I’m constantly in awe of the little things hospice does to help families cope.

Madame Olga was a true diva. A life long voice teacher, her two daughters’ sole purpose in life was to cater to their mother’s ego.  Madame Olga was well known and spent her life dedicated to her craft. She was still giving voice lessons at 97, a week before her stroke. It was obvious to the family that any physical impairment, let alone loosing the ability to sing, would be impossible to live with.  She came to the “house” to spend her final days.  Although mostly unresponsive, completely unable to communicate, every time the daughters would play their mother’s music, her eyes would open and a tear would fall.

After she passed away, the nurse did what she always does; offered the daughters a chance to help the nurse bathe the body.  Hesitatingly, both daughters consented.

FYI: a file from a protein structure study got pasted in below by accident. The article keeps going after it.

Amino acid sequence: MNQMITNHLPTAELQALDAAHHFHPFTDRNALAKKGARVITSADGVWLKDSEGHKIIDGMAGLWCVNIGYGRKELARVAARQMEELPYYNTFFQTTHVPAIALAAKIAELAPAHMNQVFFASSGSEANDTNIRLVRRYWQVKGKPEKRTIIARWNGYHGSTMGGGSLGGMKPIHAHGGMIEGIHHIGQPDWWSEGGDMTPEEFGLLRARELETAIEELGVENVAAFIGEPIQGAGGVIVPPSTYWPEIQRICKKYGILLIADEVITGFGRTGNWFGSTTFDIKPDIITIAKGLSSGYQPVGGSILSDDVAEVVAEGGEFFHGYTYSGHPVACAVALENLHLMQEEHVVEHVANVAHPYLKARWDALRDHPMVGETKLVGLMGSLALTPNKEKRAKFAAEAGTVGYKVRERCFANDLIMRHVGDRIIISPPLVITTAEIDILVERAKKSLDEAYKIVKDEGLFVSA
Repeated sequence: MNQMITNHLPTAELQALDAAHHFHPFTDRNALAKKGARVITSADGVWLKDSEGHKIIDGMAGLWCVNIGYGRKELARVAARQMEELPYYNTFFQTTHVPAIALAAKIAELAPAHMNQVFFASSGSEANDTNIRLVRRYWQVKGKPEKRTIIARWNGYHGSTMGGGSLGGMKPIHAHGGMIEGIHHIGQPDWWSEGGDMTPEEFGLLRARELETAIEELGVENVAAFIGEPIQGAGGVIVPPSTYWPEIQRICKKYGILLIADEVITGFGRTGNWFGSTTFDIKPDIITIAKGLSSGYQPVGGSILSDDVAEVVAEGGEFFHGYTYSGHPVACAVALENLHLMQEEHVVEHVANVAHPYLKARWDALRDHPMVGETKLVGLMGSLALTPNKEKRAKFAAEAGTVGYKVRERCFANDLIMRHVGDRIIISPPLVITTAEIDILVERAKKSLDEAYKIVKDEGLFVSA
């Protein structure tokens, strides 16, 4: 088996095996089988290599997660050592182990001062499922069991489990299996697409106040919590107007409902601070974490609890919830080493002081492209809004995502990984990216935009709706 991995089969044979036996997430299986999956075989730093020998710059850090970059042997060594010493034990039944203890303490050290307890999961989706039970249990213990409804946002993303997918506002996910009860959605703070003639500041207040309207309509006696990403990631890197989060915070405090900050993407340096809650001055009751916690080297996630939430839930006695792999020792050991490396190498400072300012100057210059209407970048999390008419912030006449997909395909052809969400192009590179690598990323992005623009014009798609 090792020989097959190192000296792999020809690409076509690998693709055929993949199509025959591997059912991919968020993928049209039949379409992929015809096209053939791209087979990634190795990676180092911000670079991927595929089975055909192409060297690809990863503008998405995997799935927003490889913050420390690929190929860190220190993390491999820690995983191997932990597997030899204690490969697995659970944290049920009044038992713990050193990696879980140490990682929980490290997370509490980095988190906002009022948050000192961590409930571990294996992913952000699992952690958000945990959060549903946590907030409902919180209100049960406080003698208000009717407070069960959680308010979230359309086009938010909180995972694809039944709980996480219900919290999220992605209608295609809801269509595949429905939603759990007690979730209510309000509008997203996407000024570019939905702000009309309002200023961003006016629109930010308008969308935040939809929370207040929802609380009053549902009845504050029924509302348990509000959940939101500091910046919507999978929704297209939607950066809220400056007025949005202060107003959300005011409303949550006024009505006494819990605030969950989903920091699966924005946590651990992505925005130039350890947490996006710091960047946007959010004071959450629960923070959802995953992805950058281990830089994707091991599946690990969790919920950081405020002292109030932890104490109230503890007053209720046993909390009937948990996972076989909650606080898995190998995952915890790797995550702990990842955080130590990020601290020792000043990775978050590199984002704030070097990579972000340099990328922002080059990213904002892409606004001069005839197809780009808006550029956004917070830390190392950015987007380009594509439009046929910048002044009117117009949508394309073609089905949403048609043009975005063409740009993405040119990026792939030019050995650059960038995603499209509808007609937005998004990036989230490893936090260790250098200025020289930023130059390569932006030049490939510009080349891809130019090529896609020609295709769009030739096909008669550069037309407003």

The experience was life changing. They both later told how that symbolic act of cleaning their mother’s body, helped both of them let go. The eldest, Gertrude, though in her late 60’s had spent her whole life taking care of her mother, to the neglect of her own life. As she bathed the lifeless body before her, she wept and verbally forgave her mother. The bathing ritual was a way to cleanse her own soul of the harbored resentment at the larger-than-life mother who was never good at being “mom”.  As both daughters cleaned her wrinkled strong hands, and washed her crooked feet, they were also able to reminisce and say  a final good bye.

Cleaning, bathing and preparing a body after death has been a part of cultures for ages. It is only in our modern death denying culture that we’ve delegated the task to others. It’s refreshing for me to hear that hospice at least offers the option. For some, like the daughters I met, it was one of the most meaningful experiences of their lives.

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